UK burglars to wear GPS tags when released from prison, officials say

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Burglars, thieves and thieves in the UK will be forced to wear GPS beacons to track their movements to deter repeat offenders, officials said on Wednesday.

Offenders who have served a sentence of one year or more will be tagged upon release. They will be monitored by GPS satellites 24 hours a day for up to 12 months, according to a press release from the Department of Justice (MOJ).

“Being burgled or robbed is devastating and I understand how frustrating it is not to be able to catch the perpetrators, both for the public and for the police,” said Minister of Crime and Police Kit Malthouse. “Tagging these prolific offenders so that we know where they are 24 hours a day should be a powerful persuasion to change their habits and will help the police find them and charge them if they don’t.”

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Burglars, thieves and thieves in the UK will need to wear GPS beacons
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Burglars, thieves and thieves in the UK will need to wear GPS beacons
(Ministry of Justice)

Police will work with staff from the HM Prison and Probation Service – an executive agency of the Department of Justice responsible for corrections in England and Wales – to determine whether tagged offenders were in recent crime areas.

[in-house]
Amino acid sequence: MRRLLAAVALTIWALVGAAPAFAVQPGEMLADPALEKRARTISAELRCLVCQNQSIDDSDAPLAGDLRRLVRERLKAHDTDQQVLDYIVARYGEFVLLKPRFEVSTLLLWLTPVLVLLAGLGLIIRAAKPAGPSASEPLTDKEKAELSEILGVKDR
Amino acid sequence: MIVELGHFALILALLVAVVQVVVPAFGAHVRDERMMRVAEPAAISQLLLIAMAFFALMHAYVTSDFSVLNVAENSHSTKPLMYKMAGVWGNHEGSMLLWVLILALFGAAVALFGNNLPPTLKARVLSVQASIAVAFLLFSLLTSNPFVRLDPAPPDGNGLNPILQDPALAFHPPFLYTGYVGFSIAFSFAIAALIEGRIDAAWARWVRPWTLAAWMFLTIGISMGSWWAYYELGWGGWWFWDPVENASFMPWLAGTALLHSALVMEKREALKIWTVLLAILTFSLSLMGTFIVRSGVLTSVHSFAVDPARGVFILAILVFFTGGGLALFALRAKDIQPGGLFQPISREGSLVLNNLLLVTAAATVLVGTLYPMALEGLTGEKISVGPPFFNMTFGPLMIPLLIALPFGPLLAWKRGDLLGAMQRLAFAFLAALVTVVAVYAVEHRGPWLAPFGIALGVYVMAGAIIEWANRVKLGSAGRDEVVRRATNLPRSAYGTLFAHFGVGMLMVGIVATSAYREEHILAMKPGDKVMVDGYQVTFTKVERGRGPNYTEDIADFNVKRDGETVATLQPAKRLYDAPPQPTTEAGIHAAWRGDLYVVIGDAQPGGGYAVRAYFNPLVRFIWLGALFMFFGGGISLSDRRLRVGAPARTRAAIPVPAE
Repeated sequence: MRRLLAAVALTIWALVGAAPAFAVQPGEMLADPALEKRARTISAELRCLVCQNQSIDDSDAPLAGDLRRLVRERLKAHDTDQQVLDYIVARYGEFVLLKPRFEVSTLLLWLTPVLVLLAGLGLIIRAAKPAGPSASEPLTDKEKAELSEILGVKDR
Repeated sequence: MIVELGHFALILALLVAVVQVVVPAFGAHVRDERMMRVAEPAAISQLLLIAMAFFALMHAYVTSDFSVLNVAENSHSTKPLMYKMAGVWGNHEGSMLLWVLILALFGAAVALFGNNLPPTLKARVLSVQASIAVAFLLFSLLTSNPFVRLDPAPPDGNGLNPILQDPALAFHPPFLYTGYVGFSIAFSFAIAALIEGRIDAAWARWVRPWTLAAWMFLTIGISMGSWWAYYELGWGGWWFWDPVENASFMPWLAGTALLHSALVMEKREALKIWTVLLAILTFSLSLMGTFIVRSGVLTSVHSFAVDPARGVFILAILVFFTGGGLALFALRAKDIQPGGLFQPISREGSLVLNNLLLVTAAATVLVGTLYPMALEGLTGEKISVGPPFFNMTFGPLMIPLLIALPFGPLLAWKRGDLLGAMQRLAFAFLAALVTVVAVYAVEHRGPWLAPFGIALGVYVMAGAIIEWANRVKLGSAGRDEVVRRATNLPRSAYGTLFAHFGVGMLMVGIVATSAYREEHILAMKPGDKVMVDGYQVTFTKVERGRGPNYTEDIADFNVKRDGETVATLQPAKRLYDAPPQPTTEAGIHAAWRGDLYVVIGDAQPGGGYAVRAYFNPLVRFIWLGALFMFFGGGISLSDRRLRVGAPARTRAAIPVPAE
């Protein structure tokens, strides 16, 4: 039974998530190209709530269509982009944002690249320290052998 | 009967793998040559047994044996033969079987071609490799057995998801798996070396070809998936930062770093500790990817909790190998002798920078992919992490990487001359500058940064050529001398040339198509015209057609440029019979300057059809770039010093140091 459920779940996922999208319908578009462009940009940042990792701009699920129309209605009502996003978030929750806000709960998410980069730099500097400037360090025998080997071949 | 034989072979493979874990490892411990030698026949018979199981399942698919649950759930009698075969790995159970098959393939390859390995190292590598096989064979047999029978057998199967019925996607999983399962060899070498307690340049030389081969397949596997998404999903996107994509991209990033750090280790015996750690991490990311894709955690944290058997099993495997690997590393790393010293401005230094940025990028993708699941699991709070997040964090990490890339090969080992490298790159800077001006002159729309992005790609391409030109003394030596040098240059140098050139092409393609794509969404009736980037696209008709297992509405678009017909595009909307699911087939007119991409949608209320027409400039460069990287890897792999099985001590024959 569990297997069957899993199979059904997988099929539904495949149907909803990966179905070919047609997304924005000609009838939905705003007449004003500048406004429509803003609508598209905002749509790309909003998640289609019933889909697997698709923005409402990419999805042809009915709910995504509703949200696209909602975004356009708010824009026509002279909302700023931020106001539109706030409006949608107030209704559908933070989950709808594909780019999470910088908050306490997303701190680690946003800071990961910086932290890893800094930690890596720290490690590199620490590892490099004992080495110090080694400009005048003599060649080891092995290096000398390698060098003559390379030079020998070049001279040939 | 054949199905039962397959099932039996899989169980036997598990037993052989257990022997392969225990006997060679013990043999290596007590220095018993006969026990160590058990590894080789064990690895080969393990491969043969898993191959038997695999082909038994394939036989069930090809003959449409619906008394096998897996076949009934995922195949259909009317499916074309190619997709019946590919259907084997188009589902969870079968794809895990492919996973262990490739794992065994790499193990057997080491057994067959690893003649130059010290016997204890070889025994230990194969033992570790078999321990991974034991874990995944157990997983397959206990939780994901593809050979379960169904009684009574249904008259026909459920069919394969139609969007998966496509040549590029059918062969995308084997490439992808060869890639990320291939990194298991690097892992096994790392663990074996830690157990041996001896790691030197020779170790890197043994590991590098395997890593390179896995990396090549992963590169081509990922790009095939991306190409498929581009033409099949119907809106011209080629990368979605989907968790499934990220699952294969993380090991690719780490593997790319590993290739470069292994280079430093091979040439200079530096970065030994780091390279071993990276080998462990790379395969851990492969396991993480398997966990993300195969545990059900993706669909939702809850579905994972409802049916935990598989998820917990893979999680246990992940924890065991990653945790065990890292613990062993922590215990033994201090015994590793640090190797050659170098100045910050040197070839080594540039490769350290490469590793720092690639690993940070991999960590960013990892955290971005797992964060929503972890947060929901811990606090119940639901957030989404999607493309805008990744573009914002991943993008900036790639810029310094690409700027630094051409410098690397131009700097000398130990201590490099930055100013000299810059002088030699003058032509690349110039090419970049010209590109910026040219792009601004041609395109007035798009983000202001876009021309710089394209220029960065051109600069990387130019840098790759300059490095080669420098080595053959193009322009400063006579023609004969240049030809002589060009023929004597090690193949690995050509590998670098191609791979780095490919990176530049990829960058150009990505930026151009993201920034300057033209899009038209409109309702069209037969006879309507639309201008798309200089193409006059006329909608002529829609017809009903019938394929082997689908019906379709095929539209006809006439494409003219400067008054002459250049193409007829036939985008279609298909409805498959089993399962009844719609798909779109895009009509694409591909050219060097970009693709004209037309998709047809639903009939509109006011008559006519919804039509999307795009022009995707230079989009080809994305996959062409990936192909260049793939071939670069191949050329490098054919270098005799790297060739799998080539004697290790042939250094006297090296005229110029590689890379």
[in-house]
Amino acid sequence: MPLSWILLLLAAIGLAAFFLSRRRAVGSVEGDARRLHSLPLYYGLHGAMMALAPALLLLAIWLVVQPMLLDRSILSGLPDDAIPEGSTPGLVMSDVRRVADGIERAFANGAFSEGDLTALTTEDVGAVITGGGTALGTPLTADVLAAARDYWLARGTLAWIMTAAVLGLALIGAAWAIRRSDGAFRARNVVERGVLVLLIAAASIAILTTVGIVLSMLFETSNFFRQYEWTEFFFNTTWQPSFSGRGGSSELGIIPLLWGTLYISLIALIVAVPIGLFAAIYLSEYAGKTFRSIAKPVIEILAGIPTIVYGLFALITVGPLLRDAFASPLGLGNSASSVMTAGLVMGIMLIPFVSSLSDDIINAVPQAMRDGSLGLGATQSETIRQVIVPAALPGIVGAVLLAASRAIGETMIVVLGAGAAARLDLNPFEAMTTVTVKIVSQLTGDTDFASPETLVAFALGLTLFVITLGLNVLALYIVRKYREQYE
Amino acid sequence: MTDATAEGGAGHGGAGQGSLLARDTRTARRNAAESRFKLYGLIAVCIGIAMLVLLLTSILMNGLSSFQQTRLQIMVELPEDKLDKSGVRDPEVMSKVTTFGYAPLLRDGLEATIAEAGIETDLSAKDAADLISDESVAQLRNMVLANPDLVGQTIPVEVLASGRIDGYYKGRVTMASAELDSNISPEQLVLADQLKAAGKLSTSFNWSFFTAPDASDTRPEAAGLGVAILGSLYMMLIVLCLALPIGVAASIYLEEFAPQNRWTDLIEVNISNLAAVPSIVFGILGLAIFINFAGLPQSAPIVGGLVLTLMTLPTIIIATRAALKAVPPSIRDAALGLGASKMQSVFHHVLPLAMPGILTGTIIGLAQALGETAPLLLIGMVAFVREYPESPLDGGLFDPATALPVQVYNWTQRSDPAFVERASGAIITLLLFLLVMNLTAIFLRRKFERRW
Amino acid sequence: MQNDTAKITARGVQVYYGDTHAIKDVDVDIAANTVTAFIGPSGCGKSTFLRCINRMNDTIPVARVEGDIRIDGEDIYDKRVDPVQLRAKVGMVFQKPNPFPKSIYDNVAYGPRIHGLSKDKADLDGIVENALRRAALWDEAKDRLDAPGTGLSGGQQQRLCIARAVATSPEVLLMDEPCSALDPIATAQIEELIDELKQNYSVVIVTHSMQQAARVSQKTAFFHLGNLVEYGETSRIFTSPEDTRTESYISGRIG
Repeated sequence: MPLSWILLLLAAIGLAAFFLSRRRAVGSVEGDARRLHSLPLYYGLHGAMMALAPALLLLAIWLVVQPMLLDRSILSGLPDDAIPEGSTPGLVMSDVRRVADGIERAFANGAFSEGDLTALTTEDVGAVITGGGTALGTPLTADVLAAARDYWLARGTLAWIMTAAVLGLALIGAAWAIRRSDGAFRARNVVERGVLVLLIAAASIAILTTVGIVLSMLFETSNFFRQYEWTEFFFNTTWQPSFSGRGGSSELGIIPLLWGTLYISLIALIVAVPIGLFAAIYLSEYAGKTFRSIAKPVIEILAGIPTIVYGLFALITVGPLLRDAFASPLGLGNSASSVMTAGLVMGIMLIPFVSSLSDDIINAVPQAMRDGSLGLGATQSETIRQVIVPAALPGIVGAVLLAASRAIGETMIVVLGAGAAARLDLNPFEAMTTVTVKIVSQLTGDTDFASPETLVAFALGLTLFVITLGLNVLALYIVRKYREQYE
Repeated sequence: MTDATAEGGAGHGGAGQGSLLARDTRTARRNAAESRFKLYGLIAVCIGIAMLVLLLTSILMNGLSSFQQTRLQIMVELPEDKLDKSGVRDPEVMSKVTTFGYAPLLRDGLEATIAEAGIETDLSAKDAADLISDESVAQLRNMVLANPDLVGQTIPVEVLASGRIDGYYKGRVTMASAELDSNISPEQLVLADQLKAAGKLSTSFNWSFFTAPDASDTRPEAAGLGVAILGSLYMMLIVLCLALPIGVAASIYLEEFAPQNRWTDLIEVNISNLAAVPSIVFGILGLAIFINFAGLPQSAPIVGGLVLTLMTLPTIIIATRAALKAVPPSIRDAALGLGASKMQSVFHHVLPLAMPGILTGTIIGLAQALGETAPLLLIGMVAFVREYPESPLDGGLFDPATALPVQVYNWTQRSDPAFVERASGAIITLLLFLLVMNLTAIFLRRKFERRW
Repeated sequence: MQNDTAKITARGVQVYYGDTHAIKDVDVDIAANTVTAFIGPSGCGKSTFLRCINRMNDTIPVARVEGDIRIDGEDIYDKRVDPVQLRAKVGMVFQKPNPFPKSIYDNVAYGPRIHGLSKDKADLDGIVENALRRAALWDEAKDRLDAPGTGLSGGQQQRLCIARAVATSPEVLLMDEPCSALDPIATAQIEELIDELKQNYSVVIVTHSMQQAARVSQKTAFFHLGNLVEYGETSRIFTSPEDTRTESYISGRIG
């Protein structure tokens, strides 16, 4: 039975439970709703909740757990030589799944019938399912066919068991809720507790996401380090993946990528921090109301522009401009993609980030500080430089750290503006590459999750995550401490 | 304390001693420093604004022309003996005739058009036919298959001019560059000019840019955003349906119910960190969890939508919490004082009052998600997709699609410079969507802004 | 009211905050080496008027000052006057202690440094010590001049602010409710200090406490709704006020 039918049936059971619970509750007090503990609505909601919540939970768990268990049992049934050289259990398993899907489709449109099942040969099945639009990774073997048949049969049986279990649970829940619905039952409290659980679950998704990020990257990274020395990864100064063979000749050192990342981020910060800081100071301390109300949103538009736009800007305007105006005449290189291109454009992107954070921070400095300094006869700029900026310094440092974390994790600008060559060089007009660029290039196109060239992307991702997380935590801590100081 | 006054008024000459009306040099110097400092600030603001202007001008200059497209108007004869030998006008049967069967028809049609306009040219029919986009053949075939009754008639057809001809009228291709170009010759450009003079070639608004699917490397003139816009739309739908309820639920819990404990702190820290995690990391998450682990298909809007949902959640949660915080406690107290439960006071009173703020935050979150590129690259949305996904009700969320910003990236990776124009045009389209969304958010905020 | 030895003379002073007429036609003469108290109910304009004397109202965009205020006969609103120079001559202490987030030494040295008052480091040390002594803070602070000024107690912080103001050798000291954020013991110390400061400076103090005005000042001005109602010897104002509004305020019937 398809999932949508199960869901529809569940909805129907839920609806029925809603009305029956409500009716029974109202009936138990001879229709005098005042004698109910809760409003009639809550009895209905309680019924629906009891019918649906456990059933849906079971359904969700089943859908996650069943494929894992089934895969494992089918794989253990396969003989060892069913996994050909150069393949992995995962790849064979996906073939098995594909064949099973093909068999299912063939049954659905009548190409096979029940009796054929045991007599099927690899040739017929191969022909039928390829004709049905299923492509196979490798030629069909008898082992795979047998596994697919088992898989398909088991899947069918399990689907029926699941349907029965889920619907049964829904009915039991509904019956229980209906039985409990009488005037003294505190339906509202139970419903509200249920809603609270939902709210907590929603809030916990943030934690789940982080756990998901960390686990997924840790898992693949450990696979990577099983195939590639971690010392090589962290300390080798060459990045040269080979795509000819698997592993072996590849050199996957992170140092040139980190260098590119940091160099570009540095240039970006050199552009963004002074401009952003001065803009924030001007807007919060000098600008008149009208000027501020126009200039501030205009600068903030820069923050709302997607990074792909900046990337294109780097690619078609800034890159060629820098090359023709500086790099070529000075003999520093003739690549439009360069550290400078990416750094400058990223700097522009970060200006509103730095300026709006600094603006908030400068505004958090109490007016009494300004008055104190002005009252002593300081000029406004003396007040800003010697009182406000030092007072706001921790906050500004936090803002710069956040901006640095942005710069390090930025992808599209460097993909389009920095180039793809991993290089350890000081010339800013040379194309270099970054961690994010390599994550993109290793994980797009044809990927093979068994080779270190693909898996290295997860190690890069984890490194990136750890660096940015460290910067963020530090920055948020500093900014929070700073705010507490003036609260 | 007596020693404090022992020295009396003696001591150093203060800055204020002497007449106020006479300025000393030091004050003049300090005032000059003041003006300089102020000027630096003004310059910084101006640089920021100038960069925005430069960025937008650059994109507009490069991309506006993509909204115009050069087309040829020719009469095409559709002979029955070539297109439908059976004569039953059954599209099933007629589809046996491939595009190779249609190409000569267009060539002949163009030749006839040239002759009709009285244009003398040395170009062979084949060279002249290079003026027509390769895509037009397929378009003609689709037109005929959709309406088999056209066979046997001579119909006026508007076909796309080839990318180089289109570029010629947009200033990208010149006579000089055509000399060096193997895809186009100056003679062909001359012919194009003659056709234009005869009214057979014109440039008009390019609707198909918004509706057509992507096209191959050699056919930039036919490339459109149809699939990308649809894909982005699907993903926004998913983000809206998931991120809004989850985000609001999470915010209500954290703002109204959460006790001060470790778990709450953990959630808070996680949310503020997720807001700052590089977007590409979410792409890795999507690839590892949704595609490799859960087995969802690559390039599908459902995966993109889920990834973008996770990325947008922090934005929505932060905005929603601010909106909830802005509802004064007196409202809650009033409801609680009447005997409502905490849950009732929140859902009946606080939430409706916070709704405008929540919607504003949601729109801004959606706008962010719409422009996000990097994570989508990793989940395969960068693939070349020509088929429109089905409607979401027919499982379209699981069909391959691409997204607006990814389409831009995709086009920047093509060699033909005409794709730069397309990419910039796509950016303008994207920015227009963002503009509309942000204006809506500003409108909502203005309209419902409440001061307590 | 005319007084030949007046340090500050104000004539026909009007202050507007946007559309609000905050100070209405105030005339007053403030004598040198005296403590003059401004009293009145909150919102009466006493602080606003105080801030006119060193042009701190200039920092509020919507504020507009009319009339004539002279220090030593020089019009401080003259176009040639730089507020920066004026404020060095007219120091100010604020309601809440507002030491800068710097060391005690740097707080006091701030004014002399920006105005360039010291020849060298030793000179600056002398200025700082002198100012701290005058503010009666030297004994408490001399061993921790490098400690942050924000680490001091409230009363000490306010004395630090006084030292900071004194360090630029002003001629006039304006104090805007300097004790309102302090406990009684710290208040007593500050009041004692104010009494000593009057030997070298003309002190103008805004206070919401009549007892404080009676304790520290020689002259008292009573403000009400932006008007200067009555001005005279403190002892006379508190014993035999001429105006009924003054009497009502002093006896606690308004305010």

The program will initially launch in Avon and Somerset, Cheshire, Gloucestershire, Gwent, Humberside and West Midlands – six police zones – on April 12. Authorities estimate that 250 offenders will be tagged in the first six months.

The Justice Department said it will be expanded to 13 more areas in September.

The label’s announcement comes as more than half of those convicted of theft and burglary commit additional crimes within a year, and nearly 80% of cases fail to ensure that no suspects are left behind. be identified, according to the press release.

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Officials say the labels will protect the public from further break-ins and theft and force “these career criminals to choose a more honest way of making a living.”

However, criminal defense attorney Nick Freeman told Sky News it could be a waste of taxpayer dollars.

“The technology is not foolproof, burglars are very adept at getting around it,” Freeman said. “Plus, the tag is visible. It can be a badge of honor, or it can be a stigma. People may be ashamed to walk the streets with a tag because it makes it obvious that someone is a criminal.”

Officials hope the beacons will reduce an estimated burden of £ 4.8 billion ($ 5.7 billion) “such crimes impose on taxpayers every year,” the statement added.

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Sobriety labels have already been launched in Wales to monitor alcohol consumption and tackle alcohol-related crime.

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